Compare this to just resting your hand on the table, palm up, and laying the brick on top. In this case your muscles no longer have to maintain tension to create the force supporting the brick, thus no additional energy is needed.
 
  • #7
Thankyou for resolving this. So the brick does not change its energy 'state'. The transfer of energy is simply from chemical to thermal. This makes sense now.
 
  • #8
In physics , equation for work done by a force is only applied for external forces , that is the scenario external to the body or system in consideration is taken into account. In the cases of holding the weight in air or pushing the wall , there is no net displacement as viewed from outside and hence work done is zero. But if we consider the muscles of the man who is holding the weight , these muscles are not rigid rods , these muscles need to do work to act as a straight rod for a transient time . The muscle fibres in these muscles contract and expand to make this sure and hence work is done in contraction and expansion , which leads to lowering of the internal energy of the man and it keeps getting difficult for man to maintain the straight rod act.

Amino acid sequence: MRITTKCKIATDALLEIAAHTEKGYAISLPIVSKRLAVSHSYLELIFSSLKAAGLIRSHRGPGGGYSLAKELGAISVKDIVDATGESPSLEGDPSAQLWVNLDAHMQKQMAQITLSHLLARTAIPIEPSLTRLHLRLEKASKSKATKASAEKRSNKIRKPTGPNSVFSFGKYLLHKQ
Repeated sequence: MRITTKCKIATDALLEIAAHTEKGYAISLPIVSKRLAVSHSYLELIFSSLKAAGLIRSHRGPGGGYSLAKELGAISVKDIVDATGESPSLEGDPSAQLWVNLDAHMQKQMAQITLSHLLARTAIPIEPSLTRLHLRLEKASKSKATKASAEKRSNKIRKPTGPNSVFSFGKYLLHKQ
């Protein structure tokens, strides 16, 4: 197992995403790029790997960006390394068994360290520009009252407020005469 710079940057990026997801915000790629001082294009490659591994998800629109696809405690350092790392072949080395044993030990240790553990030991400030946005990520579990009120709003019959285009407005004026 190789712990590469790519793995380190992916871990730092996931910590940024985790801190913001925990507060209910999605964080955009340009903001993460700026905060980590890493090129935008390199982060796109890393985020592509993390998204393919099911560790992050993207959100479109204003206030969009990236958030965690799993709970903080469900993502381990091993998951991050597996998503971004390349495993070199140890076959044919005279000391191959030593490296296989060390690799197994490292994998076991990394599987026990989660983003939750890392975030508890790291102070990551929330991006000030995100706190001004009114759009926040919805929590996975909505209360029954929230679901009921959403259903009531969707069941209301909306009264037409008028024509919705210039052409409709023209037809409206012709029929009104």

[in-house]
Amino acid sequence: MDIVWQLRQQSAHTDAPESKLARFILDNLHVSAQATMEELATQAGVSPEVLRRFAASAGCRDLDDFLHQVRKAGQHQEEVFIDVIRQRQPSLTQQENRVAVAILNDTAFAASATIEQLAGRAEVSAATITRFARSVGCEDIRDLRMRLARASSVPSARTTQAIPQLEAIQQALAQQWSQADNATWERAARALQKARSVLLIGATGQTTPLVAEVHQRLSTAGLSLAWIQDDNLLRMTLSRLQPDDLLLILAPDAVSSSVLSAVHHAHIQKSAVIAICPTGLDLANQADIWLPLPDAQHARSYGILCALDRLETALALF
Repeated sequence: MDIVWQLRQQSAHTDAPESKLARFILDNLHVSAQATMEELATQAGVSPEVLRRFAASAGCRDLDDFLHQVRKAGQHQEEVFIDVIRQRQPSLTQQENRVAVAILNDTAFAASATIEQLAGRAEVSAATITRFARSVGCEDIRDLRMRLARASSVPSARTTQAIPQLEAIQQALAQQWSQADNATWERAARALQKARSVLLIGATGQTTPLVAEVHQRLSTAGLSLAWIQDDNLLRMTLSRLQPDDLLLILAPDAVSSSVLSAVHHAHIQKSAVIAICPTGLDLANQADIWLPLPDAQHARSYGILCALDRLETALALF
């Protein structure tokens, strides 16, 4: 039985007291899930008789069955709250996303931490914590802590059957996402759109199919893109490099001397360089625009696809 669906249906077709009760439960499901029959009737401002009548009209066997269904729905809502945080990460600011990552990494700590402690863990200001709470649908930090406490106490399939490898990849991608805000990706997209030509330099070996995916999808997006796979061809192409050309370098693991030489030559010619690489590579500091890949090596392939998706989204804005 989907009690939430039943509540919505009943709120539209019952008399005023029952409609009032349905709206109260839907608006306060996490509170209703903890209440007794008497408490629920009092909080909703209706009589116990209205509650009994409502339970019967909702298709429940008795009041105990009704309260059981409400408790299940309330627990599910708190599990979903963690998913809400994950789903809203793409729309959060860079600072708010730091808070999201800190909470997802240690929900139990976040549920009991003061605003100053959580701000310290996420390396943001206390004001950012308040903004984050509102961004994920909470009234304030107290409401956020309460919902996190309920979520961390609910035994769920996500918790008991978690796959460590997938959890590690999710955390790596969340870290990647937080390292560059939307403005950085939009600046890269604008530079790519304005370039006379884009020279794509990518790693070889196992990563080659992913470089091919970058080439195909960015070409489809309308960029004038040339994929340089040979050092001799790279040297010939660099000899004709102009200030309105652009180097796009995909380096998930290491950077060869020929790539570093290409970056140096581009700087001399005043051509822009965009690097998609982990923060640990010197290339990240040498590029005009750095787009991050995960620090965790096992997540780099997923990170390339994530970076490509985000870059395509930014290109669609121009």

BJ
 
  • #9
WhiteWolf said:
Doesnt gravity's force on the Earth account for the heat emitted from the Earth's core? The pressure on the iron raises its temperature as I understand it.
The Earth was formed by the collision of rocks and dust that were present at the formation of the solar system. Those materials collided because they were attracted to each other by gravity. At the collision kinetic energy was transformed into heat. Since heat only can be lost in vacuum by radiation, most of the original heat is still here and has fused the material that composes the core.
You are right. Gravity is responsible for the heat in Earth's core.
 
  • #10
The largest component of energy that keeps the Earth's core molten is the rotation of the Earth within it's own gravitational field. Tidal like force cause the core material to move generating huge frictional heat. That heat is supplemented by heat of compression from the full mass of the earth.

If the Earth didn't rotate it would have already cooled off to a solid core a billion years or so ago.